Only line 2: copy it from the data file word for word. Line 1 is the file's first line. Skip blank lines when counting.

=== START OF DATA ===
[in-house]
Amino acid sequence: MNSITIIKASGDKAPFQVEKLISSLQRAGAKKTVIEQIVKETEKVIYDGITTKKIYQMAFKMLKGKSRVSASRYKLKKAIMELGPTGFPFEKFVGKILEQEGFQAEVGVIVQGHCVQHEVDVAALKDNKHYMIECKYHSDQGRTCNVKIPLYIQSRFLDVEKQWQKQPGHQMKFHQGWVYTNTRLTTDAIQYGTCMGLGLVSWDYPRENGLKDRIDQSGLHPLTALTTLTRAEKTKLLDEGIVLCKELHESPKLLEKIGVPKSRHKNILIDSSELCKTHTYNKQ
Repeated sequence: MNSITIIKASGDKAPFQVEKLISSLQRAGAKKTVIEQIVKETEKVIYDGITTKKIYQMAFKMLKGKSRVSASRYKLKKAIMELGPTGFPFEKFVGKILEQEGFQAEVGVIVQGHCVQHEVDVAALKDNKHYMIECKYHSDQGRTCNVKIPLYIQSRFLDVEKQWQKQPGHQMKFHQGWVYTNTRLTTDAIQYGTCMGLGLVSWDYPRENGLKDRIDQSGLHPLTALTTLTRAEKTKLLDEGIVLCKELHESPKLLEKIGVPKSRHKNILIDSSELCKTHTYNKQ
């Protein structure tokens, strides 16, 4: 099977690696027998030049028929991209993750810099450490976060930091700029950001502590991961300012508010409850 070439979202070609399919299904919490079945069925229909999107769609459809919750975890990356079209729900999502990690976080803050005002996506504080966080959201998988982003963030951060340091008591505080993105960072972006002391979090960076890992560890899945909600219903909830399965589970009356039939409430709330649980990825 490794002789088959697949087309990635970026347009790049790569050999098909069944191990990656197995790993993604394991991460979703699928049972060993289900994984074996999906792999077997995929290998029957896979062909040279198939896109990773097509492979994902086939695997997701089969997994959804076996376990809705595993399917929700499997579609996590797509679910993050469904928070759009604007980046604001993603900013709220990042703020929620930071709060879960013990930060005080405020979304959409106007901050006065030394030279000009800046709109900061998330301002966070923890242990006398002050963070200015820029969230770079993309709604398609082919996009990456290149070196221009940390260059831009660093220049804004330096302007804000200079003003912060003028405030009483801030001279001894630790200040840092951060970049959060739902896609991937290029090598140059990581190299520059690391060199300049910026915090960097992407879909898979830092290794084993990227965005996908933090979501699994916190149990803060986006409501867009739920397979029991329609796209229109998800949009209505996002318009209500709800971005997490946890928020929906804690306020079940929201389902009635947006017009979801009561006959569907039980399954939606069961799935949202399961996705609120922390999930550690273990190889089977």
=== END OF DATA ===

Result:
Amino acid sequence: MNSITIIKASGDKAPFQVEKLISSLQRAGAKKTVIEQIVKETEKVIYDGITTKKIYQMAFKMLKGKSRVSASRYKLKKAIMELGPTGFPFEKFVGKILEQEGFQAEVGVIVQGHCVQHEVDVAALKDNKHYMIECKYHSDQGRTCNVKIPLYIQSRFLDVEKQWQKQPGHQMKFHQGWVYTNTRLTTDAIQYGTCMGLGLVSWDYPRENGLKDRIDQSGLHPLTALTTLTRAEKTKLLDEGIVLCKELHESPKLLEKIGVPKSRHKNILIDSSELCKTHTYNKQ